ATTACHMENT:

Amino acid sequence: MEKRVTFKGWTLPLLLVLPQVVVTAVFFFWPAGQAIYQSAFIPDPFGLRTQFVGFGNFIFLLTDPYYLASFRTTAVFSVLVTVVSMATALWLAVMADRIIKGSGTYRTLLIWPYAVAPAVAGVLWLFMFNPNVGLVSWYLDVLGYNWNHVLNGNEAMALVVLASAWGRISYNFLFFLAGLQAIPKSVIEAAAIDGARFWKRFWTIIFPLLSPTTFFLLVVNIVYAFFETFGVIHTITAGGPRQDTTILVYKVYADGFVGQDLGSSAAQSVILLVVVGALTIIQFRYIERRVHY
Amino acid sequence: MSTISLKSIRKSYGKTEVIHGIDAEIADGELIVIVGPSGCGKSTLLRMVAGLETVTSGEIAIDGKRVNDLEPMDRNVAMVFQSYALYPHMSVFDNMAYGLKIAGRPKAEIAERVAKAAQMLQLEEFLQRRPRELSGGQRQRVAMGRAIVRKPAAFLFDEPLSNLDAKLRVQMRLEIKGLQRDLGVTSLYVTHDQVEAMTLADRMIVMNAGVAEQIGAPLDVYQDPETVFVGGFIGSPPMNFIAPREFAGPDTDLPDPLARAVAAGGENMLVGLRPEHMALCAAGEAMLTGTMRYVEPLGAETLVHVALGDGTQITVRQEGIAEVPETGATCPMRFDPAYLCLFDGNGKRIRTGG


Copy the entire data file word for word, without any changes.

Amino acid sequence: MEKRVTFKGWTLPLLLVLPQVVVTAVFFFWPAGQAIYQSAFIPDPFGLRTQFVGFGNFIFLLTDPYYLASFRTTAVFSVLVTVVSMATALWLAVMADRIIKGSGTYRTLLIWPYAVAPAVAGVLWLFMFNPNVGLVSWYLDVLGYNWNHVLNGNEAMALVVLASAWGRISYNFLFFLAGLQAIPKSVIEAAAIDGARFWKRFWTIIFPLLSPTTFFLLVVNIVYAFFETFGVIHTITAGGPRQDTTILVYKVYADGFVGQDLGSSAAQSVILLVVVGALTIIQFRYIERRVHY
Amino acid sequence: MSTISLKSIRKSYGKTEVIHGIDAEIADGELIVIVGPSGCGKSTLLRMVAGLETVTSGEIAIDGKRVNDLEPMDRNVAMVFQSYALYPHMSVFDNMAYGLKIAGRPKAEIAERVAKAAQMLQLEEFLQRRPRELSGGQRQRVAMGRAIVRKPAAFLFDEPLSNLDAKLRVQMRLEIKGLQRDLGVTSLYVTHDQVEAMTLADRMIVMNAGVAEQIGAPLDVYQDPETVFVGGFIGSPPMNFIAPREFAGPDTDLPDPLARAVAAGGENMLVGLRPEHMALCAAGEAMLTGTMRYVEPLGAETLVHVALGDGTQITVRQEGIAEVPETGATCPMRFDPAYLCLFDGNGKRIRTGG